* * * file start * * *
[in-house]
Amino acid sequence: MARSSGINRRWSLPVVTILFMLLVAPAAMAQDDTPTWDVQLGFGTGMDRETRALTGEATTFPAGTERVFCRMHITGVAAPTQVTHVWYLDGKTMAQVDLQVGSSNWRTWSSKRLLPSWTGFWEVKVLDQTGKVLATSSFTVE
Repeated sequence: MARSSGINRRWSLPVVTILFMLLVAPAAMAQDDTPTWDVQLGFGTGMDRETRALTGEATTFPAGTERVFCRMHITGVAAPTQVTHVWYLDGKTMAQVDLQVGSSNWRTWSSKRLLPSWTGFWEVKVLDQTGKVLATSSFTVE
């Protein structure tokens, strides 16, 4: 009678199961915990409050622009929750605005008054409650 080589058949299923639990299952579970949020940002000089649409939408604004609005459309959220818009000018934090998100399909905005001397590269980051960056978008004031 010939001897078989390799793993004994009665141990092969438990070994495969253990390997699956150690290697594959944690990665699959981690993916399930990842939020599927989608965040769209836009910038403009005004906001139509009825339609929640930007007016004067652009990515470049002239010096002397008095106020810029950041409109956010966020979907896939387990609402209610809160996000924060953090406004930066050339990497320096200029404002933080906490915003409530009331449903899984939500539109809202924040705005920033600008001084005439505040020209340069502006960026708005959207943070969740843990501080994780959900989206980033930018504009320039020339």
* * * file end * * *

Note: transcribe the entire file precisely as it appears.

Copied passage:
[in-house]
Amino acid sequence: MARSSGINRRWSLPVVTILFMLLVAPAAMAQDDTPTWDVQLGFGTGMDRETRALTGEATTFPAGTERVFCRMHITGVAAPTQVTHVWYLDGKTMAQVDLQVGSSNWRTWSSKRLLPSWTGFWEVKVLDQTGKVLATSSFTVE
Repeated sequence: MARSSGINRRWSLPVVTILFMLLVAPAAMAQDDTPTWDVQLGFGTGMDRETRALTGEATTFPAGTERVFCRMHITGVAAPTQVTHVWYLDGKTMAQVDLQVGSSNWRTWSSKRLLPSWTGFWEVKVLDQTGKVLATSSFTVE
């Protein structure tokens, strides 16, 4: 009678199961915990409050622009929750605005008054409650 080589058949299923639990299952579970949020940002000089649409939408604004609005459309959220818009000018934090998100399909905005001397590269980051960056978008004031 010939001897078989390799793993004994009665141990092969438990070994495969253990390997699956150690290697594959944690990665699959981690993916399930990842939020599927989608965040769209836009910038403009005004906001139509009825339609929640930007007016004067652009990515470049002239010096002397008095106020810029950041409109956010966020979907896939387990609402209610809160996000924060953090406004930066050339990497320096200029404002933080906490915003409530009331449903899984939500539109809202924040705005920033600008001084005439505040020209340069502006960026708005959207943070969740843990501080994780959900989206980033930018504009320039020339």